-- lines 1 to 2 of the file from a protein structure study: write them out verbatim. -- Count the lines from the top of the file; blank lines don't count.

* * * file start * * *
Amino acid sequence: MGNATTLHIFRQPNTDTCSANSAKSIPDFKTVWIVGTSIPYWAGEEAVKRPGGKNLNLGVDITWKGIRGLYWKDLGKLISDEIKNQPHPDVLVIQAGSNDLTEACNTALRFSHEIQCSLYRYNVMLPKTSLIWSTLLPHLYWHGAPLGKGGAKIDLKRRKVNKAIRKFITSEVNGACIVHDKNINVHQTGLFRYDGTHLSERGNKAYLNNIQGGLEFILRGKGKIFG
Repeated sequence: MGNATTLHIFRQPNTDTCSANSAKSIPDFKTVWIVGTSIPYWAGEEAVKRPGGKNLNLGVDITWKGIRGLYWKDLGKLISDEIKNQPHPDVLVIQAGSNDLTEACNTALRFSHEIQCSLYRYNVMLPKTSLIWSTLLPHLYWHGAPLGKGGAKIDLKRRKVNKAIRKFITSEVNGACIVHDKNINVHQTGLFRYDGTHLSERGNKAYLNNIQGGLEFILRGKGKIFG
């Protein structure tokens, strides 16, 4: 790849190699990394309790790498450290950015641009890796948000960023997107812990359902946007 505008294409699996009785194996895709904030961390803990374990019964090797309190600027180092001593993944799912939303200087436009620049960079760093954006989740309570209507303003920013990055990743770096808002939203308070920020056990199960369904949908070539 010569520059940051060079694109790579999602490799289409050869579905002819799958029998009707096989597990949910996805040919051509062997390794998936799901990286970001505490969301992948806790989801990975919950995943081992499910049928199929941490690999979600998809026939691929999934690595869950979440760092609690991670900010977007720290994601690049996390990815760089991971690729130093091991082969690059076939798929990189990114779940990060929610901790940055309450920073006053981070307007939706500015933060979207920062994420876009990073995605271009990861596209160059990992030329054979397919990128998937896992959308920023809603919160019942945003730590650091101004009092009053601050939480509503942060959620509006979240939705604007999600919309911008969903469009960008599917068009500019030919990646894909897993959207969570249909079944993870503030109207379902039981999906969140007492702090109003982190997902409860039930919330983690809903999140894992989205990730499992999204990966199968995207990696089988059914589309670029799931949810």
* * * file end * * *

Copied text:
Amino acid sequence: MGNATTLHIFRQPNTDTCSANSAKSIPDFKTVWIVGTSIPYWAGEEAVKRPGGKNLNLGVDITWKGIRGLYWKDLGKLISDEIKNQPHPDVLVIQAGSNDLTEACNTALRFSHEIQCSLYRYNVMLPKTSLIWSTLLPHLYWHGAPLGKGGAKIDLKRRKVNKAIRKFITSEVNGACIVHDKNINVHQTGLFRYDGTHLSERGNKAYLNNIQGGLEFILRGKGKIFG
Repeated sequence: MGNATTLHIFRQPNTDTCSANSAKSIPDFKTVWIVGTSIPYWAGEEAVKRPGGKNLNLGVDITWKGIRGLYWKDLGKLISDEIKNQPHPDVLVIQAGSNDLTEACNTALRFSHEIQCSLYRYNVMLPKTSLIWSTLLPHLYWHGAPLGKGGAKIDLKRRKVNKAIRKFITSEVNGACIVHDKNINVHQTGLFRYDGTHLSERGNKAYLNNIQGGLEFILRGKGKIFG